The death of the Cal Expo plan is bad news — very bad news — if you’re a Kings fan living in Sacramento.
Look at what NBA Commissioner David Stern told the Sacramento Bee Friday.
“No one is packing up and backing up the trucks,” NBA Commissioner David Stern said Thursday, referring to the latest failed arena deal involving a three-way land swap, “but we just don’t have any new ideas. There were several good ones reduced to the convergence plan, and everyone got behind it except for one enterprise (Cal Expo). Cal Expo exhausted us. If something comes up that’s workable, we would be all for it. But we don’t see anything workable right now.”
That sounds a lot like cover if the Maloofs (the brothers who own the Kings) do decide to leave town. “Hey, we tried, we really did, but you need a new building and you can’t get one there.”
There are NBA ready buildings in Anaheim and Kansas City. Other cities such as Las Vegas are looking into building one. The options are out there.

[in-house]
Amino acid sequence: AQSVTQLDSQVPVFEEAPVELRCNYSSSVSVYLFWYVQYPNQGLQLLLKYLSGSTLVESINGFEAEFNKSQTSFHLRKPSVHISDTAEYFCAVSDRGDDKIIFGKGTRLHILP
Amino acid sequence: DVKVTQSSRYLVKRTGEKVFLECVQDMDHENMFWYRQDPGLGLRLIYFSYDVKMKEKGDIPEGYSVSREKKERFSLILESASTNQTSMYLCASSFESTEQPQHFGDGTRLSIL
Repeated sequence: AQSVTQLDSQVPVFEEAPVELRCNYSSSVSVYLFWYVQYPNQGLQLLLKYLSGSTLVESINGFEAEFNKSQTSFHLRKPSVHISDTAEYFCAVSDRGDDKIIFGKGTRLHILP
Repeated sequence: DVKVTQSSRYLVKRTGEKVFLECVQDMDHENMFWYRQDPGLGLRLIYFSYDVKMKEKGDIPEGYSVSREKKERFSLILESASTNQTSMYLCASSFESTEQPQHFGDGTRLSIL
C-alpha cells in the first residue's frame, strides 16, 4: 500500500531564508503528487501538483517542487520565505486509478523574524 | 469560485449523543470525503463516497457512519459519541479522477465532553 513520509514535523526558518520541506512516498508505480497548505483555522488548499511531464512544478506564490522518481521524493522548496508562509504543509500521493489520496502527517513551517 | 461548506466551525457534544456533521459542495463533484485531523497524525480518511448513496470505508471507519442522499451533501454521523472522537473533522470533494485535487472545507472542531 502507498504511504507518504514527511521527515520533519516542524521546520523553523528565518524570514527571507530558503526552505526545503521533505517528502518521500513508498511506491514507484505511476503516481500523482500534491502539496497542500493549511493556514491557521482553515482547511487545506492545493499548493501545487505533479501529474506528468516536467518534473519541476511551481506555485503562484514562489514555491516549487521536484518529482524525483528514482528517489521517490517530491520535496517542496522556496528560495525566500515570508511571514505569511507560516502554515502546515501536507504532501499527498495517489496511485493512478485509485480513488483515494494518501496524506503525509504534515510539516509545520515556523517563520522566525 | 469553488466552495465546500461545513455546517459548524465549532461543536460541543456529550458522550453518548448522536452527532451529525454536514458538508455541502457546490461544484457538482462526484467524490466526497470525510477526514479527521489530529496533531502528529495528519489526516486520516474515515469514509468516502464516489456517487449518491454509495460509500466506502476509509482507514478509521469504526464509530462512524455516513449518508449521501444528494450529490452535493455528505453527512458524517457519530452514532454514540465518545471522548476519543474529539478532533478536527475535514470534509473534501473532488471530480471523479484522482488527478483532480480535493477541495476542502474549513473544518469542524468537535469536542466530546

It’s not fair to the fans of Kings — that is a strong and loyal fan base. They filled the building when the team was good and have not deserted them in years and years of rough times. There is a real excitement in the city around the team becoming good again.
And it could be gone. A Seattle Sonics fan writing to TrueHoop summed it perfectly, “The NBA does. not. care.”
The NBA is a business, and don’t ever forget it. Basketball is simply the product being sold. Right now it needs to be sold to the people and corporations that can buy luxury suites and the high-end premiere ticket packages. That is where the revenue is, that is the goose laying the golden egg. If you don’t have an arena with those things — and a market of people who will buy them — then the league is gone. History and memory be damned.